Maori households saw their cost of living rise 1.3 percent compared to the December quarter and Stats NZ said the increase was "driven by higher prices for cigarettes and tobacco, and interest payments."

Overall costs for the lowest-expenditure household group were up 0.8 percent in the March quarter compared with the December quarter, Stats NZ said.....
See full article HERE

Mole News is published on a regular basis to expose the on-going build up of race-based privilege in New Zealand. The Mole welcomes tips - please send to mole@nzcpr.com. Older news items can be found HERE and HERE and HERE and HERE and HERE  and HERE  and HERE and HERE.

14  May  2018

Electoral Commission asking for law change around the Māori Roll
The Electoral Commission is advocating for the Minister of Justice to allow Māori to switch freely between the Māori and General Rolls.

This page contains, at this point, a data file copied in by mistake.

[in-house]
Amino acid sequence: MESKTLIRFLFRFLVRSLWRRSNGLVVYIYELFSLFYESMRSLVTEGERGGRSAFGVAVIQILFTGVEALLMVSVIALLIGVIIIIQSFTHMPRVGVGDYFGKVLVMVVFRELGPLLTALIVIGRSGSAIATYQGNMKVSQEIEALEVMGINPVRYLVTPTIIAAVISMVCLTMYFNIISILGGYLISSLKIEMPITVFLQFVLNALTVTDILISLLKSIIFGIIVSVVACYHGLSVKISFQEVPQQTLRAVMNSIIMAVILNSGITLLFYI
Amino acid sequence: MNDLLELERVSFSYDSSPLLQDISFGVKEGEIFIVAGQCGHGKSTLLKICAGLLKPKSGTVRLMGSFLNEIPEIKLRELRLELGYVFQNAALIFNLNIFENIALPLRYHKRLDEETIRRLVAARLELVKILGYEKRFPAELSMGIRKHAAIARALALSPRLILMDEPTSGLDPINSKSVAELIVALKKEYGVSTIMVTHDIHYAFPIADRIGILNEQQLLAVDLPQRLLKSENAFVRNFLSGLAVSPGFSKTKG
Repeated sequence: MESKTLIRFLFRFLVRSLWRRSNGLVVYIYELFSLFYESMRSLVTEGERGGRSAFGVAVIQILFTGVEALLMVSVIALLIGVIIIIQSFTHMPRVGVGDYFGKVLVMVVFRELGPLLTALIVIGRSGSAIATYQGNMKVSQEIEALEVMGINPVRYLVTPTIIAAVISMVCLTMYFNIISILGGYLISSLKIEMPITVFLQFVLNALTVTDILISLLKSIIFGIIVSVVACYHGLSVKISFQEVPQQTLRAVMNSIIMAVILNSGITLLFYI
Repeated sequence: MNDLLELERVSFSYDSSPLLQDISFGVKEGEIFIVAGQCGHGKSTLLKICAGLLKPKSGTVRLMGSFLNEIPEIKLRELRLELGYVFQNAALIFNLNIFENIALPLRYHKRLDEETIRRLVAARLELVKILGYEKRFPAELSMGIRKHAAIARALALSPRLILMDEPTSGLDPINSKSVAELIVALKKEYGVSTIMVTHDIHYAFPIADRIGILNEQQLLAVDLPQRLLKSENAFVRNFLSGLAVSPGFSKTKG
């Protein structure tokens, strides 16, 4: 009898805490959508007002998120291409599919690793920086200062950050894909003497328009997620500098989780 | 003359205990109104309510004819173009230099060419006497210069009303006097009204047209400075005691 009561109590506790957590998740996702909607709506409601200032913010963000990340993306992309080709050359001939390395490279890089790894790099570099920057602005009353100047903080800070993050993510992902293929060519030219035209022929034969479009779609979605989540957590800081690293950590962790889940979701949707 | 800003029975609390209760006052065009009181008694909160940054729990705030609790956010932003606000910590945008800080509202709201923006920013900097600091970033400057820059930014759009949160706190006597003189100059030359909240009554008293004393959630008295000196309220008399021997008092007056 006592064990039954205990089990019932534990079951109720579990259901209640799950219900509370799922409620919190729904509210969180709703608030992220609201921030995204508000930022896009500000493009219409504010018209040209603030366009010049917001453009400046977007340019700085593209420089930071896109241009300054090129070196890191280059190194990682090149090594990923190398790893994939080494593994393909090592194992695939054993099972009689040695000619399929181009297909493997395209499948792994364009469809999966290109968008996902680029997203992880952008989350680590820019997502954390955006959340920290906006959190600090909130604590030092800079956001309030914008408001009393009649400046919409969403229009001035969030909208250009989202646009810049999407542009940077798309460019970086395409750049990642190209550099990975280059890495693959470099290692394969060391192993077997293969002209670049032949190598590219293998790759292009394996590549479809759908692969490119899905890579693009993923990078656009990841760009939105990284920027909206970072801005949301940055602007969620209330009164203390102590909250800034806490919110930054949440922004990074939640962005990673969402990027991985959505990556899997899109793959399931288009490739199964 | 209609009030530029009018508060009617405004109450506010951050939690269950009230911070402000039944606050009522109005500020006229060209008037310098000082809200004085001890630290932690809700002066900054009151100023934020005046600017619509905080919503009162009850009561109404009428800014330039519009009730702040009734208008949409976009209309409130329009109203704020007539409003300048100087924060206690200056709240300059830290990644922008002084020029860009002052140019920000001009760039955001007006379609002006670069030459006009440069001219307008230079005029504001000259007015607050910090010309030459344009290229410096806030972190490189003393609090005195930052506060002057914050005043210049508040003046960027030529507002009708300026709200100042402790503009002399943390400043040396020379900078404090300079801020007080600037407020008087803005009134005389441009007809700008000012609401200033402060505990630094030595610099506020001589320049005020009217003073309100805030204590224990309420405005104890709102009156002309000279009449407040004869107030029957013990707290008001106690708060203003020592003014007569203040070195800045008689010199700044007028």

At last year's election year 19,000 people tried to switch between the two, and were frustrated to find out it's only once every five or six years they can do it.

Voter Harikoa George is on the Maori roll, but she wants the option to switch between the two freely.

"They have never done anything dodgy to make me think twice about it, but the second they do, I would like to be able to switch......
See full article HERE

Maori shellfish project wins scholarship
University of Waikato PhD student Vanessa Taikato has been awarded the 2018 Bruce Cronin BayTrust Scholarship to study ways in which Maori moved marine shellfish from location to location.

Worth $5000, the scholarship was established by BayTrust to recognise Bruce Cronin's service to the people of the Bay of Plenty.....
See full article HERE

Mole News is published on a regular basis to expose the on-going build up of race-based privilege in New Zealand. The Mole welcomes tips - please send to mole@nzcpr.com. Older news items can be found HERE and HERE and HERE and HERE and HERE  and HERE  and HERE and HERE.